La cenerentola captivates [by Sharu Delilkan]
If you go to see Gioachino Rosinni‘s version of Cinderella aka La cenerentola with an open mind I can guarantee that you are in for a veritable feast that will satisfy all your senses.
But if you’re expecting pumpkins, carriages, rodents, wands, glass slippers and fairy godmothers you are bound to be disappointed. So my advice: leave all your preconceptions behind and prepare yourself for the time of your life.
Dan Potra‘s amazing set is the first thing that assaults your senses as you walk into the auditorium – and it’s obvious that we’re in for a visual treat. His consistently fantastical and beautifully executed sets make for an amazing backdrops for all the dramatic activity taking place in the foreground throughout. Just like the incredible sets, the costumes complement the sets remarkably well, due to the astute execution of the intricate and flamboyant costumes thanks to head of wardrobe aka the incomparable costumier Elizabeth Whiting‘s team. Her ability to use the perfect materials and colours to depict the various characters on stage helps with their characterisation, makes each of the people on stage recognisable from the get-go. The costumes are an integral part of the whole production’s success, which once again work fabulously well with Lindy Hume’s deft direction. Her ability to bring out the wit and humour, that’s injected in this particular production, resonates with the audience in spades.
Andrew Collis (Don Magnifico) is a crowd favourite as Cinderella‘s stepfather – his mere presence on stage has the audience erupting in raucous laughter. Likewise Amelia Berry and Rachel Pike as the ugly stepsisters garner their fair share of the laughs.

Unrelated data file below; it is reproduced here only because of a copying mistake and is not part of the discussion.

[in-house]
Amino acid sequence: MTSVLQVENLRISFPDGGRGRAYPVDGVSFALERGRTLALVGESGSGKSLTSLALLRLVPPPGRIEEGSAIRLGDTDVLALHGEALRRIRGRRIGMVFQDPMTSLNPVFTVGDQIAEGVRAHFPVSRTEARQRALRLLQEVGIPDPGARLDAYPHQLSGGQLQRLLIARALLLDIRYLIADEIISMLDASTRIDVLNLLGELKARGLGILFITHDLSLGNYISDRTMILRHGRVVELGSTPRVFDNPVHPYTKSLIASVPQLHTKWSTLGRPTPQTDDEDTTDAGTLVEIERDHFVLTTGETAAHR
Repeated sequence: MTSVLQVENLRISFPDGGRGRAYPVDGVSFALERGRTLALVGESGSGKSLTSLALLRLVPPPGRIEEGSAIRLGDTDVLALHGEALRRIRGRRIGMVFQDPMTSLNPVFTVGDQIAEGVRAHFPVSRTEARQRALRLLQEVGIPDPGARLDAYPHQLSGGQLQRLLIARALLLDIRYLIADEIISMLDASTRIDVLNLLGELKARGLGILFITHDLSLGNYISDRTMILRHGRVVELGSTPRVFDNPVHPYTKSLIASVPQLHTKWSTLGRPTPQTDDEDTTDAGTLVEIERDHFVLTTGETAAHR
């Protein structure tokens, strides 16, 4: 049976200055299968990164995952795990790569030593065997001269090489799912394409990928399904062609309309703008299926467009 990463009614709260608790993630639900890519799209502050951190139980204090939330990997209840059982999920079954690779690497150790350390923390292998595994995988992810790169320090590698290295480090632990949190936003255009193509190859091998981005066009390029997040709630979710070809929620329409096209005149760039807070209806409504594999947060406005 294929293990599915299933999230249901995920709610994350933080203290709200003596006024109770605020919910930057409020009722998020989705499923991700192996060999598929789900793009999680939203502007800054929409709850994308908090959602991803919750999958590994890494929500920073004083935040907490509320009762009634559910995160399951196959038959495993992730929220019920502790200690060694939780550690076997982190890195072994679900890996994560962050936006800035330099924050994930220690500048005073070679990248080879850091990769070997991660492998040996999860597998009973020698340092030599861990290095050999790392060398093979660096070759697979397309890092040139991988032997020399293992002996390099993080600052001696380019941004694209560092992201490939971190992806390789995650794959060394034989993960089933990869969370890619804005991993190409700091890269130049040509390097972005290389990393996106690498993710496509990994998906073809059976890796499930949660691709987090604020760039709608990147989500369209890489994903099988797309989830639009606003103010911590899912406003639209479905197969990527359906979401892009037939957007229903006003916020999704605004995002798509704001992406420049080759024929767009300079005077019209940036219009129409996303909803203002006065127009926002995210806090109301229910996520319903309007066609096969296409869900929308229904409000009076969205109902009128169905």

Much as I thoroughly enjoyed the entire production, I must admit that I felt John Tessier cast as Don Ramiro aka the ‘handsome prince’ did not work for me on many levels. As my opera partner for the night so rightly said the Prince definitely “was not a virile man”. In short he did not exude any sort of magnetism that made him a believable Prince. And consequently there was no chemistry between the Prince and Cinderella (Sarah Castle) herself.
I would be remiss if I didn’t mention the Freemasons NZ Opera Chorus. Their stage presence was enhanced by the choreographer Tairoa Royal’s innovative movement, stealing the show each time that they tread the boards. It was extremely refreshing to see a sprightly chorus, which added an extra dimension giving them poise style and grace throughout.
This perfectly executed version of Cinderella makes for the ideal first opera experience. A sentiment echoed after the show by one of my friends who’s planning to take her 10-year-old son to the production as an introduction to the Opera experience.
So whether you’re a novice or a veteran as an opera-goer, Rosinni‘s La cenerentola is definitely a must see – one that will warm the cockles of your heart on a cold winter’s night.
La cenerentola is presented by NZ Opera and plays at the ASB Theatre, Aotea Centre until June 7. For details see Ticketmaster
SEE ALSO Theatreview review by Penny Dodd